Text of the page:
The AuroraMAX Project is a public outreach initiative dedicated to monitoring the intensity and frequency of the aurora borealis above Yellowknife, Northwest Territories through and beyond Solar Maximum, the peak of an 11-year sunspot cycle.
Sunspots are regions of intense magnetic activity that form cooler, dark patches on the Sun’s surface that can release powerful bursts of solar wind known as coronal mass ejections (CMEs). Earth-directed CME eruptions can trigger vivid, brilliant auroras above Canada that last for many hours before geomagnetic field conditions return to normal. By monitoring auroral activity above Yellowknife before, during and after coronal mass ejections and other space weather events we can enhance our understanding of the colourful cause-and-effect relationship between activity the Sun and auroral activity on Earth.
AuroraMAX features an online observatory that provides Canadians with instant access to the greatest light show on Earth by featuring high-definition images and time-lapse videos of auroral activity above Yellowknife, Northwest Territories.
The AuroraMAX Project aims to:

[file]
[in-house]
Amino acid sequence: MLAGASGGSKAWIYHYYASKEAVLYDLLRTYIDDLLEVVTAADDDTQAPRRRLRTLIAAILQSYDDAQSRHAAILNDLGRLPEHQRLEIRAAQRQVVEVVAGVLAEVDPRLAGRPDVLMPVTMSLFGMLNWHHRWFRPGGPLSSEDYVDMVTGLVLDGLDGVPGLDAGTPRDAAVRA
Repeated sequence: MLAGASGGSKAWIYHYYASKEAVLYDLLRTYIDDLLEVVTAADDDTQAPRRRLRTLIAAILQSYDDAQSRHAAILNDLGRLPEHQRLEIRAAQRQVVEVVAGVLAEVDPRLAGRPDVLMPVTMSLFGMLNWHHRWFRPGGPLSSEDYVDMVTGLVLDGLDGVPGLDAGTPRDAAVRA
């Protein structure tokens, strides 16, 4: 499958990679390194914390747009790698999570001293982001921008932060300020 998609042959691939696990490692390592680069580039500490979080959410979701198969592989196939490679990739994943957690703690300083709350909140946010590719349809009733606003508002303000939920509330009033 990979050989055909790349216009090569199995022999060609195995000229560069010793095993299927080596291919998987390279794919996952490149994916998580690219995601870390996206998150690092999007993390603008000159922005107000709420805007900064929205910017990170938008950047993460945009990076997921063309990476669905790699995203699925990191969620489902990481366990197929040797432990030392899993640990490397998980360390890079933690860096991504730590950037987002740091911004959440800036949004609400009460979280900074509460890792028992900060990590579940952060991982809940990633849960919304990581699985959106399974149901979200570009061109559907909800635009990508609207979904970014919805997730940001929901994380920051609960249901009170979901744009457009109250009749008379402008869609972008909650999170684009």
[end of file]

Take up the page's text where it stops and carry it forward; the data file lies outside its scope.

• Raise awareness of the science and splendour of Canada’s northern lights;
• Enhance public access to aurora observation in the North and across Canada;
• Raise awareness of the cause-and-effect relationship between the Sun and Earth;
Yellowknife, Northwest Territories is located at 68° North magnetic latitude, an ideal location for auroral observation. Even when solar activity is low, auroras can be seen almost every night above Yellowknife and across northern Canada.
AuroraMAX enhances the Canadian Space Agency’s contribution to auroral research by collecting high definition auroral substorm data using innovative imaging technology developed by the University of Calgary. Led by space physicist Dr. Eric Donovan, the University of Calgary imaging team provides important scientific and technical support for AuroraMAX.
From late August until early May AuroraMAX computers generate a replay of overnight activity by compressing thousands of high resolution images into colourful and informative time-lapse movies. An archive of AuroraMAX Replays from 2010 to present can be found on the Canadian Space Agency website.
The AuroraMAX All-Sky Imager records the entire sky from dusk until dawn, generating observation data that enables researchers to quantify the intensity and frequency of visible auroras at 68° North magnetic latitude before, during and after Solar Maximum.